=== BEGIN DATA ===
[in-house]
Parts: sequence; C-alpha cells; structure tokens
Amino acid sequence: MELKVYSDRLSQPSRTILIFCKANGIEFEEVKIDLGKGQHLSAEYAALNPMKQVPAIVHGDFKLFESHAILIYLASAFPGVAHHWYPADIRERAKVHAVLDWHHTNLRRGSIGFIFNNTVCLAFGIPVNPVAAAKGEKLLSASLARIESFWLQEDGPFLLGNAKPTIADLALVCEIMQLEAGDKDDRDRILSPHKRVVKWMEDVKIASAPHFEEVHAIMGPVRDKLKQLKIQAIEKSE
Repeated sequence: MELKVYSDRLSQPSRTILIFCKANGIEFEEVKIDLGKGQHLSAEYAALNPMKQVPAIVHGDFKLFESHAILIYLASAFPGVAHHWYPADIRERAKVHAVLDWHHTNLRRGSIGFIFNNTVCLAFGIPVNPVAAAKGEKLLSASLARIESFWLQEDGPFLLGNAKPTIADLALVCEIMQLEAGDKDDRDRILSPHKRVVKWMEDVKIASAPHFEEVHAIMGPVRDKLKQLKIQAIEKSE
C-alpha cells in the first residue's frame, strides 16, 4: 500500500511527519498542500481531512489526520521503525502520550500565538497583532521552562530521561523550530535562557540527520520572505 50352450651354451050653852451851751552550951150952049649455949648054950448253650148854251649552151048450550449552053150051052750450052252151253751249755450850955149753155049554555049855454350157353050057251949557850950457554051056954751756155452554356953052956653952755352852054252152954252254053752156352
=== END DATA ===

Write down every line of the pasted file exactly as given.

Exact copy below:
[in-house]
Parts: sequence; C-alpha cells; structure tokens
Amino acid sequence: MELKVYSDRLSQPSRTILIFCKANGIEFEEVKIDLGKGQHLSAEYAALNPMKQVPAIVHGDFKLFESHAILIYLASAFPGVAHHWYPADIRERAKVHAVLDWHHTNLRRGSIGFIFNNTVCLAFGIPVNPVAAAKGEKLLSASLARIESFWLQEDGPFLLGNAKPTIADLALVCEIMQLEAGDKDDRDRILSPHKRVVKWMEDVKIASAPHFEEVHAIMGPVRDKLKQLKIQAIEKSE
Repeated sequence: MELKVYSDRLSQPSRTILIFCKANGIEFEEVKIDLGKGQHLSAEYAALNPMKQVPAIVHGDFKLFESHAILIYLASAFPGVAHHWYPADIRERAKVHAVLDWHHTNLRRGSIGFIFNNTVCLAFGIPVNPVAAAKGEKLLSASLARIESFWLQEDGPFLLGNAKPTIADLALVCEIMQLEAGDKDDRDRILSPHKRVVKWMEDVKIASAPHFEEVHAIMGPVRDKLKQLKIQAIEKSE
C-alpha cells in the first residue's frame, strides 16, 4: 500500500511527519498542500481531512489526520521503525502520550500565538497583532521552562530521561523550530535562557540527520520572505 50352450651354451050653852451851751552550951150952049649455949648054950448253650148854251649552151048450550449552053150051052750450052252151253751249755450850955149753155049554555049855454350157353050057251949557850950457554051056954751756155452554356953052956653952755352852054252152954252254053752156352